Real estate investors come in all shapes and sizes. Some focus exclusively on small residential real estate fix and flips, others look at wholesaling, and still others dabble in small commercial projects. Not too many people invest in large commercial real estate projects like Chris Hanson of Hanson Capital, today’s guest on Truth or Comfort.
You might assume that Chris started with big deals that simply got bigger. Or, you might assume that he had an amazing mentor that helped him know what to do and how to do it. In both cases, you’d be wrong. Chris explains how he really got started and the one key that got him to where he is today.
Chris Hanson is the Principal of Hanson Capital Group, an alternative lender specializing in collateral-based, hard-money transactions within the real estate market. He currently specializes in large commercial projects, but that is not where he got started. In fact, his start resembles the start of most real estate investors.
At the age of 25, he was dating a girl whose father owned a large yacht. He wanted a lifestyle that led to a yacht and asked how someone like himself could get there. His girlfriend’s father said real estate and suggested looking at foreclosures as a way to begin. That was in 2008, at the beginning of the mortgage crisis.
Chris followed that advice – the only advice he was given about real estate – and went to a foreclosure auction where he purchased his first deal for $36,000 as a fix and flip. He purchased another two in quick succession.
Success or Not?
When Chris talks about his beginnings, he admits that not everything he did was monetarily successful. He also admits to not having very good methods.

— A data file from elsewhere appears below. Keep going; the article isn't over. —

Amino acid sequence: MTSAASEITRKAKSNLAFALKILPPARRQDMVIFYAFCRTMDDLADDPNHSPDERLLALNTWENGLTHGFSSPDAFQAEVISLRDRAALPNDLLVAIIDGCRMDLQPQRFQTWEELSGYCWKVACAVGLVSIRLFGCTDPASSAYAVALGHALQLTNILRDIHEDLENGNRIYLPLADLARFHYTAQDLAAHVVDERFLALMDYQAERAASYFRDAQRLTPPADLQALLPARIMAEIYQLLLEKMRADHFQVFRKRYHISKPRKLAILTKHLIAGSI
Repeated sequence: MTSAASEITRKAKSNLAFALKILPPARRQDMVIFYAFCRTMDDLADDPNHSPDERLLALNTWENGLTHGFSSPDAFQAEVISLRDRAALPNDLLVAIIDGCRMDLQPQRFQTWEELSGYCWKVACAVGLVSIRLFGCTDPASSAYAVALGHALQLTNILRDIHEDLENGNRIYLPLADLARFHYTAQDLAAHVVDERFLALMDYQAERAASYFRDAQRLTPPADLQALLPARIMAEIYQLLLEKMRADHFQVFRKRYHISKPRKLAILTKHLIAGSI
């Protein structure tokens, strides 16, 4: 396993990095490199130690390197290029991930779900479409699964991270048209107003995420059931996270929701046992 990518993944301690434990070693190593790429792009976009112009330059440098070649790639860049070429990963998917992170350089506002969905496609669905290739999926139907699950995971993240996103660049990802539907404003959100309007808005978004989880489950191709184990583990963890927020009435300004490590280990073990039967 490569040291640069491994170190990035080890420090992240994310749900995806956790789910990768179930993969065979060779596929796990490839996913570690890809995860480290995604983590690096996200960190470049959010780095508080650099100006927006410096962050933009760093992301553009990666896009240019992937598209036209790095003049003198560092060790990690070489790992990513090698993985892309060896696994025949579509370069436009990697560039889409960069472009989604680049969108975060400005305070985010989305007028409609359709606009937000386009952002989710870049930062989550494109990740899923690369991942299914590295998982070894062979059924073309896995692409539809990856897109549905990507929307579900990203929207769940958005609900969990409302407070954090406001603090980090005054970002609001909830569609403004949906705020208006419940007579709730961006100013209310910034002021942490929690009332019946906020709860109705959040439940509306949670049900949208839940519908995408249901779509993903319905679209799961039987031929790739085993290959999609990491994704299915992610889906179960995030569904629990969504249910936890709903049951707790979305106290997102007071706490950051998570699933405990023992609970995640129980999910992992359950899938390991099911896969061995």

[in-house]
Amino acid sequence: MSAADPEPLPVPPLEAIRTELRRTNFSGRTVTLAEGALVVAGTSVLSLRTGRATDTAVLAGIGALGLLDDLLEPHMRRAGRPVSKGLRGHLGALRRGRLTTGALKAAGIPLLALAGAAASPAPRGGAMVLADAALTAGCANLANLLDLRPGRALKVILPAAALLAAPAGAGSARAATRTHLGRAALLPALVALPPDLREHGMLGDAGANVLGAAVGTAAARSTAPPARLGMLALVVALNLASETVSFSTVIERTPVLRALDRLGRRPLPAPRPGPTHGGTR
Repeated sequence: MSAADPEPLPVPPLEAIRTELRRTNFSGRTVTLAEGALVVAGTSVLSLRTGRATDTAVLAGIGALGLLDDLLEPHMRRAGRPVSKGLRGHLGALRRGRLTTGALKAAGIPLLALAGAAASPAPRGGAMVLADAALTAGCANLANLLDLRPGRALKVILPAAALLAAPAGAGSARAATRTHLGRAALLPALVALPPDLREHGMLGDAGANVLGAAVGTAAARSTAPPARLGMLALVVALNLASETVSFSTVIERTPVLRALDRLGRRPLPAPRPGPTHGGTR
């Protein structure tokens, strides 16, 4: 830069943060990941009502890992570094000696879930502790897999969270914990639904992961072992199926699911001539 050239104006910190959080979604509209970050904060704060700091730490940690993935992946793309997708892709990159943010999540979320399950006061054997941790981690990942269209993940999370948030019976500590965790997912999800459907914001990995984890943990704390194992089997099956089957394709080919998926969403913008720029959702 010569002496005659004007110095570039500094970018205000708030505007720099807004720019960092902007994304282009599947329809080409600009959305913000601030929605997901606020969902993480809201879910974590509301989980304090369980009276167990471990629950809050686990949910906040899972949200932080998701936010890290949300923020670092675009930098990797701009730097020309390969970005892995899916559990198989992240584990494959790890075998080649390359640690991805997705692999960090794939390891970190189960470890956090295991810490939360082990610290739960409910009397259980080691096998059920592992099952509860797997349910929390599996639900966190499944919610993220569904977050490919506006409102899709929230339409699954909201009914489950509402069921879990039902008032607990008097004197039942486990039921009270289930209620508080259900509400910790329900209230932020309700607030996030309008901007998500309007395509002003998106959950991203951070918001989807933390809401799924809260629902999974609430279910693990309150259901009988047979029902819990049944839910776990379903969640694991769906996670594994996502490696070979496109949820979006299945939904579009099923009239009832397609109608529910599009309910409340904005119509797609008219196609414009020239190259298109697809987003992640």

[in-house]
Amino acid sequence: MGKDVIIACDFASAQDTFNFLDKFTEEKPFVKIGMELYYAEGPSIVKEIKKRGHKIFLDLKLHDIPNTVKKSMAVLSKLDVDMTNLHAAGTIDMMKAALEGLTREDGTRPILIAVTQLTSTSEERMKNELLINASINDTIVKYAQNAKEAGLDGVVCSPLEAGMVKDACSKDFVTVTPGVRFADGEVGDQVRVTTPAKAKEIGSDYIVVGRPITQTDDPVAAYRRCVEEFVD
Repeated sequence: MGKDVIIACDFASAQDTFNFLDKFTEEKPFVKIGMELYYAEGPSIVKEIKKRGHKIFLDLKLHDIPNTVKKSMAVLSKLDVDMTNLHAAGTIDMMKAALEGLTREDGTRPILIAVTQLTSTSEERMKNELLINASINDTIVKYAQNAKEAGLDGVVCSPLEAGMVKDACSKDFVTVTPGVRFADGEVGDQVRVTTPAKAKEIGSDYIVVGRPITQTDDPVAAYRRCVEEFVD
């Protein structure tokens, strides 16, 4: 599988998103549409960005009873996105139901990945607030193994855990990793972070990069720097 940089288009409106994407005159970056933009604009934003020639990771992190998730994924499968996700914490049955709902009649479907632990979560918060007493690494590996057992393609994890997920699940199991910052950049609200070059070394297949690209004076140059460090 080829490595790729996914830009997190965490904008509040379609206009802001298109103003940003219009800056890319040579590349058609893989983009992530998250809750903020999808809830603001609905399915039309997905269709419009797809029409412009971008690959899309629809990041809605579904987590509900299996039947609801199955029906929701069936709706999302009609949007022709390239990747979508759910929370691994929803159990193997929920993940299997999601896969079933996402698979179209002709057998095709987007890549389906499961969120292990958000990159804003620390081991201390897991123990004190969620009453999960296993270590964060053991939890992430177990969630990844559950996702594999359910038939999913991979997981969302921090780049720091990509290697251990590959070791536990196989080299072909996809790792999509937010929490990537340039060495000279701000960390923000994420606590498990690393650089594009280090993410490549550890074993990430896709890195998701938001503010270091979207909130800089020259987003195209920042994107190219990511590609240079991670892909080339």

For instance, with his first few fix and flips, he didn’t even know what to fix or who to hire to fix it. He relied on a real estate agent to help him find the right properties and Craigslist to find someone to throw on some paint and change the carpet.
During this time in Phoenix, houses were depreciating quickly. The entire goal was to buy the house, do a few cosmetic fixes, and get it back onto the market before losing money. Sometimes he was successful. Other times he was not. He determined he wasn’t good at fix and flips. In his own words, “I didn’t have an eye for it.
Although the fix and flip wasn’t always successful, he did create a bidding company and eventually moved to purchasing apartments. He found that with apartments, he could make more money.
Chris’s success came more in the form of lessons learned. He didn’t have an amazing mentor that told him what to do and when to do it. His girlfriend’s father did give him the tip to start in foreclosures, but didn’t give him the specifics as to how that was done. And, at that time, resources on the process were scarce.
Nonetheless, he jumped in, and purchased a few properties. With each one, he learned along the way. Here are some of the lessons he learned:
- Don’t pick up a hammer. Instead, pay people to do what they do best.
- Even though you shouldn’t pick up a hammer, you should learn what those with the hammers are doing and why. It will help you know which properties to purchase and which ones to avoid.
- Properties with “more doors,” like apartments, are more lucrative than single-family residential properties.
- The best way to learn about the real estate market is to be involved in the market. He has learned what works in different portions of the real estate cycle by doing deals during different portions of the cycle.
However, his most important lesson is this: There is no replacement for hard work.
He believes that his ability to work hard – harder than the next guy – is what helped him achieve his current real estate investing success. If you are willing to get involved, learn from your mistakes, and work hard, then you will find real estate investing success. The key to success is not easy, but it is simple.